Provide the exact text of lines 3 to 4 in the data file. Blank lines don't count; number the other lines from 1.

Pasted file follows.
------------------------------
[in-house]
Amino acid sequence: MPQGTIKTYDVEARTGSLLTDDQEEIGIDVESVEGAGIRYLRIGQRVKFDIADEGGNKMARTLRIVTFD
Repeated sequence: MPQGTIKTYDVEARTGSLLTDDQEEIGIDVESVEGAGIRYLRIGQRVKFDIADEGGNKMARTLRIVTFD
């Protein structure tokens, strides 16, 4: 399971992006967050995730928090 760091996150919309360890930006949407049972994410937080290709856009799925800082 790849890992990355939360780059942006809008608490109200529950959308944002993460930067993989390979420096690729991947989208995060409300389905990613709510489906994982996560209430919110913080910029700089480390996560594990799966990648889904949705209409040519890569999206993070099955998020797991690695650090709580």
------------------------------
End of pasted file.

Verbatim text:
Repeated sequence: MPQGTIKTYDVEARTGSLLTDDQEEIGIDVESVEGAGIRYLRIGQRVKFDIADEGGNKMARTLRIVTFD
């Protein structure tokens, strides 16, 4: 399971992006967050995730928090 760091996150919309360890930006949407049972994410937080290709856009799925800082 790849890992990355939360780059942006809008608490109200529950959308944002993460930067993989390979420096690729991947989208995060409300389905990613709510489906994982996560209430919110913080910029700089480390996560594990799966990648889904949705209409040519890569999206993070099955998020797991690695650090709580």